J. Liu, L. Chen, H. Cui, J. Zhang, L. Zhang, C.Y. Su, Applications of metal–organic frameworks in heterogeneous supramolecular catalysis. Chem. Soc. Rev. 43, 6011–6061 (2014). CrossRefGoogle Scholar
  31. 31.
    C.D. Wu, Crystal engineering of metal–organic frameworks for heterogeneous catalysis. Select. Nanocatalysts Nanosci. 110, 271–298 (2011). CrossRefGoogle Scholar
  32. 32.
    K. Sumida, D.L. Rogow, J.A. Mason, T.M. McDonald, E.D. Bloch et al., Carbon dioxide capture in metal–organic frameworks. Chem. Rev. 112, 724–781 (2012). CrossRefGoogle Scholar
  33. 33.
    T.M. McDonald, J.A. Mason, X. Kong, E.D. Bloch, D. Gygi et al., Cooperative insertion of CO2 in diamine-appended metal–organic frameworks. Nature 519, 303–308 (2015). CrossRefGoogle Scholar
  34. 34.
    A.Ö. Yazaydin, R.Q. Snurr, T.H. Park, K. Koh, J. Liu et al., Screening of metal–organic frameworks for carbon dioxide capture from flue gas using a combined experimental and modeling approach. J. Am. Chem. Soc. 131, 18198–18199 (2009). CrossRefGoogle Scholar
  35. 35.
    G. Férey, Hybrid porous solids: past, present, future. Chem. Soc. Rev. 37, 191–214 (2008). CrossRefGoogle Scholar
  36. 36.
    D. Sheberla, L. Sun, M.A. Blood-Forsythe, S. Er, C.R. Wade, C.K. Brozek, A. Aspuru-Guzik, M. Dincǎ, High electrical conductivity in Ni3(2,3,6,7,10,11- hexaiminotriphenylene)2, a semiconducting metal–organic graphene analogue. J. Am. Chem. Soc. 136, 8859–8862 (2014). CrossRefGoogle Scholar
  37. 37.
    H.Y. Guan, R.J. LeBlanc, S.Y. Xie, Y. Yue, Recent progress in the syntheses of mesoporous metal–organic framework materials. Coord. Chem. Rev. 369, 76–90 (2018). CrossRefGoogle Scholar
  38. 38.
    D. Liu, D. Zou, H. Zhu, J. Zhang, Mesoporous metal–organic frameworks: synthetic strategies and emerging applications. Small 14, 1801454 (2018). CrossRefGoogle Scholar
  39. 39.
    K. Wang, Y. Zhang, J. Zhao, C. Yan, Y. Wei et al., Facile synthesis of hierarchical porous solid catalysts with acid-base bifunctional active sites for the conversion of cellulose to 5-hydroxymethylfurfural. New J. Chem. 42, 18084–18095 (2018). CrossRefGoogle Scholar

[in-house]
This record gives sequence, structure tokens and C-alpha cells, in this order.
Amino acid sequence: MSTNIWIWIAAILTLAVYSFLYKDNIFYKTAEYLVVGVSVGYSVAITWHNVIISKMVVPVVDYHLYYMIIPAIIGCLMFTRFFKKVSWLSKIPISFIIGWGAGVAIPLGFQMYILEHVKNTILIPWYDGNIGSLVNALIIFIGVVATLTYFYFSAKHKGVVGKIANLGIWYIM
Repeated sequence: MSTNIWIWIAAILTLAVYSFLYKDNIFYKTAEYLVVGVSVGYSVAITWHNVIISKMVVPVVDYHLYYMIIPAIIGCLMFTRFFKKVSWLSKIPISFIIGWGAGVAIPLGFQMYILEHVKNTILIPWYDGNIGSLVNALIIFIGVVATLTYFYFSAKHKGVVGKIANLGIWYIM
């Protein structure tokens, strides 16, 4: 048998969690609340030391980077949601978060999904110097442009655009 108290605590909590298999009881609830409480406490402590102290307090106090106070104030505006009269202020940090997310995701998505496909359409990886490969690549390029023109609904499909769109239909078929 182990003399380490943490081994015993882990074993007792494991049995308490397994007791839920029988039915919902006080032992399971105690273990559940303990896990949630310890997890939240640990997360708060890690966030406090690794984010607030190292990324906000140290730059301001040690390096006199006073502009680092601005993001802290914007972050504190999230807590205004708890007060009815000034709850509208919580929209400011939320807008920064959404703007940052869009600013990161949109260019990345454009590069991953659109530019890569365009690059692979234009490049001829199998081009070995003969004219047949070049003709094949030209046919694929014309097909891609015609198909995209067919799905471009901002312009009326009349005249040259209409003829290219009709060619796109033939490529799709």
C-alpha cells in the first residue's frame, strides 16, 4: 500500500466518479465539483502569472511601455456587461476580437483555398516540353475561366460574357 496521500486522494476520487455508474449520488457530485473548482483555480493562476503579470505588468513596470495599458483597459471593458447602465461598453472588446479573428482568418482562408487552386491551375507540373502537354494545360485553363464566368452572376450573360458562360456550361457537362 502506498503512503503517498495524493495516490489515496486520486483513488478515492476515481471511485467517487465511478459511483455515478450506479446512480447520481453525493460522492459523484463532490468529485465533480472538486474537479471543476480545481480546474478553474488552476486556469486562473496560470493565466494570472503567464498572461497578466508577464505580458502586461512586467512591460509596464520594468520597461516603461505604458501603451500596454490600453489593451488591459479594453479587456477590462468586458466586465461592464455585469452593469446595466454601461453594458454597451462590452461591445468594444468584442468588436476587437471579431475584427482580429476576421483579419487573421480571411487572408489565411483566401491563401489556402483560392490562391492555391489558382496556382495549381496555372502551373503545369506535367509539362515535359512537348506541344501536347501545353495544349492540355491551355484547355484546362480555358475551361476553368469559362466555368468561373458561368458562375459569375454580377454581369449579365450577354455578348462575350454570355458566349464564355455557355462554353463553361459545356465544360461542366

40. 40.
    Q. Xiang, J. Yu, Photocatalytic activity of hierarchical flower-like TiO2 superstructures with dominant 001 facets. Chin. J. Catal. 32, 525–531 (2011). CrossRefGoogle Scholar
  41. 41.
    G. Xi, B. Yue, J. Cao, J. Ye, Fe3O4/WO3 Hierarchical core-shell structure: high-performance and recyclable visible-light photocatalysis. Chem. A Eur. J. 17, 5145–5154 (2011). CrossRefGoogle Scholar
  42. 42.
    L. Feng, S. Yuan, J.L. Li, K.Y. Wang, G.S. Day et al., Uncovering two principles of multivariate hierarchical metal–organic framework synthesis via retrosynthetic design. ACS Cent. Sci. 4, 1719–1726 (2018). CrossRefGoogle Scholar
  43. 43.
    S. Brunauer, P.H. Emmett, E. Teller, Adsorption of gases in multimolecular layers. J. Am. Chem. Soc. 60, 309–319 (1938). CrossRefGoogle Scholar
  44. 44.
    P. Klobes, K. Meyer, R.G. Munro, Porosity and Specific Surface Area Measurements for Solid Materials (NIST Special Publications, Washington, 2006)Google Scholar
  45. 45.
    E.P. Barrett, L.G. Joyner, P.P. Halenda, The determination of pore volume and area distributions in porous substances. I. Computations from nitrogen isotherms. J. Am. Chem. Soc. 73, 373–380 (1951). CrossRefGoogle Scholar
  46. 46.
    L.G. Joyner, E.P. Barrett, R. Skold, The determination of pore volume and area distributions in porous substances. II. Comparison between nitrogen isotherm and mercury porosimeter methods. J. Am. Chem. Soc. 73, 3155–3158 (1951). CrossRefGoogle Scholar
  47. 47.
    L.A. Feigin, D.I. Svergun, Structure Analysis by Small-Angle X-Ray and Neutron Scattering (Springer, Boston, 1987)CrossRefGoogle Scholar
  48. 48.
    J. Rouquerol, G.V. Baron, R. Denoyel, H. Giesche, J. Groen et al., The characterization of macroporous solids: an overview of the methodology. Microporous Mesoporous Mater. 154, 2–6 (2012). CrossRefGoogle Scholar
  49. 49.
    A. Radlinski, M. Mastalerz, A. Hinde, M. Hainbuchner, H. Rauch et al., Application of SAXS and SANS in evaluation of porosity, pore size distribution and surface area of coal. Int. J. Coal Geol. 59, 245–271 (2004). CrossRefGoogle Scholar
  50. 50.
    V.P. Ting, A.J. Ramirez-Cuesta, N. Bimbo, J.E. Sharpe, A. Noguera-Diaz et al., Direct evidence for solid-like hydrogen in a nanoporous carbon hydrogen storage material at supercritical temperatures. ACS Nano 9, 8249–8254 (2015). CrossRefGoogle Scholar
  51. 51.
    Y. Wang, F. De Carlo, D.C. Mancini, I. McNulty, B. Tieman et al., A high-throughput x-ray microtomography system at the advanced photon source. Rev. Sci. Instrum. 72, 2062 (2001). CrossRefGoogle Scholar
  52. 52.
    O.K. Farha, I. Eryazici, N.C. Jeong, B.G. Hauser, C.E. Wilmer et al., Metal–organic framework materials with ultrahigh surface areas: Is the sky the limit? J. Am. Chem. Soc. 134, 15016–15021 (2012). CrossRefGoogle Scholar
  53. 53.
    K. Matsuyama, Supercritical fluid processing for metal–organic frameworks, porous coordination polymers, and covalent organic frameworks. J. Supercrit. Fluids 134, 197–203 (2018). CrossRefGoogle Scholar
  54. 54.
    A. Taguchi, J.H. Smätt, M. Lindén, Carbon monoliths possessing a hierarchical, fully interconnected porosity. Adv. Mater. 15, 1209 (2003). CrossRefGoogle Scholar
  55. 55.